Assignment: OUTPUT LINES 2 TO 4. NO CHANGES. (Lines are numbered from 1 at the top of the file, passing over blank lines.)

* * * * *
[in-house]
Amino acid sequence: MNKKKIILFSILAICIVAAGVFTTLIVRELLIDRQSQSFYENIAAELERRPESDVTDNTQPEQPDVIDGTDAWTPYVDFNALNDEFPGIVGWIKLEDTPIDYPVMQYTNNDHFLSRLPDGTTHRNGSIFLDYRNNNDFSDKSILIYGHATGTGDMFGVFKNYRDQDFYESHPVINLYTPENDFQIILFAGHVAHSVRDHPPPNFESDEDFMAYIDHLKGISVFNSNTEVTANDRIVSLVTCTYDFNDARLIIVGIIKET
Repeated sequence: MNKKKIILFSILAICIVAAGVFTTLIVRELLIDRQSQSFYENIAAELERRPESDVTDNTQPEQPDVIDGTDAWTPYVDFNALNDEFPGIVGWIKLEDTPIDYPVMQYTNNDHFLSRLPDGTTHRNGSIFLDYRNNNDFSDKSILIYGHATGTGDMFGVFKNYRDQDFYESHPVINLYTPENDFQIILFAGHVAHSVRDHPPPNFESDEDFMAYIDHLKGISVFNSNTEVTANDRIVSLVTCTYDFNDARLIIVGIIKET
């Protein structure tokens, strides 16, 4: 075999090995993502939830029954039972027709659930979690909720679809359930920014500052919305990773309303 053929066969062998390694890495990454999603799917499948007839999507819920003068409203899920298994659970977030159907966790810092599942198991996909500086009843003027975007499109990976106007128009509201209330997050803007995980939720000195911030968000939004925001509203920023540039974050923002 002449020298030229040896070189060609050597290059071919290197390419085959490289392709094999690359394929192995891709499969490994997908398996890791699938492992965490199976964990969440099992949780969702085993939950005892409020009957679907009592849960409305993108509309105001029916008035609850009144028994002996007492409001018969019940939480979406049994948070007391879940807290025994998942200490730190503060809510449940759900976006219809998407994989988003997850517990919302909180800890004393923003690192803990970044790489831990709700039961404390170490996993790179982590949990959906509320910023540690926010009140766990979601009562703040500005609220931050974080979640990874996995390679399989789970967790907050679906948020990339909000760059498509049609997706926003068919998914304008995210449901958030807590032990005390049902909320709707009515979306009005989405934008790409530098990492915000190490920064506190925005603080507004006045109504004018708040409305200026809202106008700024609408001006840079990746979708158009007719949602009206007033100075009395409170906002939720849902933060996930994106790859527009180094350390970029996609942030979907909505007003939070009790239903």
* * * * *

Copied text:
Amino acid sequence: MNKKKIILFSILAICIVAAGVFTTLIVRELLIDRQSQSFYENIAAELERRPESDVTDNTQPEQPDVIDGTDAWTPYVDFNALNDEFPGIVGWIKLEDTPIDYPVMQYTNNDHFLSRLPDGTTHRNGSIFLDYRNNNDFSDKSILIYGHATGTGDMFGVFKNYRDQDFYESHPVINLYTPENDFQIILFAGHVAHSVRDHPPPNFESDEDFMAYIDHLKGISVFNSNTEVTANDRIVSLVTCTYDFNDARLIIVGIIKET
Repeated sequence: MNKKKIILFSILAICIVAAGVFTTLIVRELLIDRQSQSFYENIAAELERRPESDVTDNTQPEQPDVIDGTDAWTPYVDFNALNDEFPGIVGWIKLEDTPIDYPVMQYTNNDHFLSRLPDGTTHRNGSIFLDYRNNNDFSDKSILIYGHATGTGDMFGVFKNYRDQDFYESHPVINLYTPENDFQIILFAGHVAHSVRDHPPPNFESDEDFMAYIDHLKGISVFNSNTEVTANDRIVSLVTCTYDFNDARLIIVGIIKET
């Protein structure tokens, strides 16, 4: 075999090995993502939830029954039972027709659930979690909720679809359930920014500052919305990773309303 053929066969062998390694890495990454999603799917499948007839999507819920003068409203899920298994659970977030159907966790810092599942198991996909500086009843003027975007499109990976106007128009509201209330997050803007995980939720000195911030968000939004925001509203920023540039974050923002 002449020298030229040896070189060609050597290059071919290197390419085959490289392709094999690359394929192995891709499969490994997908398996890791699938492992965490199976964990969440099992949780969702085993939950005892409020009957679907009592849960409305993108509309105001029916008035609850009144028994002996007492409001018969019940939480979406049994948070007391879940807290025994998942200490730190503060809510449940759900976006219809998407994989988003997850517990919302909180800890004393923003690192803990970044790489831990709700039961404390170490996993790179982590949990959906509320910023540690926010009140766990979601009562703040500005609220931050974080979640990874996995390679399989789970967790907050679906948020990339909000760059498509049609997706926003068919998914304008995210449901958030807590032990005390049902909320709707009515979306009005989405934008790409530098990492915000190490920064506190925005603080507004006045109504004018708040409305200026809202106008700024609408001006840079990746979708158009007719949602009206007033100075009395409170906002939720849902933060996930994106790859527009180094350390970029996609942030979907909505007003939070009790239903």